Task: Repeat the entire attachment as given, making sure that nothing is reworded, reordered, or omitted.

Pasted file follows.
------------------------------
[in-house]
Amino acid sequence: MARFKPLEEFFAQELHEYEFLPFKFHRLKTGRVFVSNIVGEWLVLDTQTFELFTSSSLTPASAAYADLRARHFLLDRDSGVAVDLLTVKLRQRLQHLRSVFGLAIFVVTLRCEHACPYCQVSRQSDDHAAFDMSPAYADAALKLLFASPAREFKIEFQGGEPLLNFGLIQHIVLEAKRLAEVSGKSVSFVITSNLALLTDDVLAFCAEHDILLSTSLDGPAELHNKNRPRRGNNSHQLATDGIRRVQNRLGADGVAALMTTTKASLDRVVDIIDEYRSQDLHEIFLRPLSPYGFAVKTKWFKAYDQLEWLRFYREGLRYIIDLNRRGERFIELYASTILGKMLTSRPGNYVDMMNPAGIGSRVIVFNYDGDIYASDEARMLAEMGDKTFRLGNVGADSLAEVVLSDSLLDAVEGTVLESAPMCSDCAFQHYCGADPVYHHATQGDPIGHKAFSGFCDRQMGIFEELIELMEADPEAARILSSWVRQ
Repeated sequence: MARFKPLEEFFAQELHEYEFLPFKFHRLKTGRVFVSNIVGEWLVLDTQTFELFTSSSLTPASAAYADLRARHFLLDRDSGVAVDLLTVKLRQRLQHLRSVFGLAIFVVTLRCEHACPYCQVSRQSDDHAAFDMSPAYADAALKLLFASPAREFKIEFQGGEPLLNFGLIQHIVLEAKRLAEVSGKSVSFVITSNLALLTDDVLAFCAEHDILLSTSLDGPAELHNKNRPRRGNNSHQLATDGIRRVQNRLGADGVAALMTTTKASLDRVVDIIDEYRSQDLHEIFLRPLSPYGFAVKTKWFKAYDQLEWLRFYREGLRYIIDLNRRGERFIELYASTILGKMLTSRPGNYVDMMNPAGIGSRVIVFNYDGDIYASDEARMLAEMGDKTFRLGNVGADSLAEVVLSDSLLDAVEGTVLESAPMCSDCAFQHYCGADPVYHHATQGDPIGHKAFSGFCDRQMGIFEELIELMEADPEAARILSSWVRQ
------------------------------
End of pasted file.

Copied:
[in-house]
Amino acid sequence: MARFKPLEEFFAQELHEYEFLPFKFHRLKTGRVFVSNIVGEWLVLDTQTFELFTSSSLTPASAAYADLRARHFLLDRDSGVAVDLLTVKLRQRLQHLRSVFGLAIFVVTLRCEHACPYCQVSRQSDDHAAFDMSPAYADAALKLLFASPAREFKIEFQGGEPLLNFGLIQHIVLEAKRLAEVSGKSVSFVITSNLALLTDDVLAFCAEHDILLSTSLDGPAELHNKNRPRRGNNSHQLATDGIRRVQNRLGADGVAALMTTTKASLDRVVDIIDEYRSQDLHEIFLRPLSPYGFAVKTKWFKAYDQLEWLRFYREGLRYIIDLNRRGERFIELYASTILGKMLTSRPGNYVDMMNPAGIGSRVIVFNYDGDIYASDEARMLAEMGDKTFRLGNVGADSLAEVVLSDSLLDAVEGTVLESAPMCSDCAFQHYCGADPVYHHATQGDPIGHKAFSGFCDRQMGIFEELIELMEADPEAARILSSWVRQ
Repeated sequence: MARFKPLEEFFAQELHEYEFLPFKFHRLKTGRVFVSNIVGEWLVLDTQTFELFTSSSLTPASAAYADLRARHFLLDRDSGVAVDLLTVKLRQRLQHLRSVFGLAIFVVTLRCEHACPYCQVSRQSDDHAAFDMSPAYADAALKLLFASPAREFKIEFQGGEPLLNFGLIQHIVLEAKRLAEVSGKSVSFVITSNLALLTDDVLAFCAEHDILLSTSLDGPAELHNKNRPRRGNNSHQLATDGIRRVQNRLGADGVAALMTTTKASLDRVVDIIDEYRSQDLHEIFLRPLSPYGFAVKTKWFKAYDQLEWLRFYREGLRYIIDLNRRGERFIELYASTILGKMLTSRPGNYVDMMNPAGIGSRVIVFNYDGDIYASDEARMLAEMGDKTFRLGNVGADSLAEVVLSDSLLDAVEGTVLESAPMCSDCAFQHYCGADPVYHHATQGDPIGHKAFSGFCDRQMGIFEELIELMEADPEAARILSSWVRQ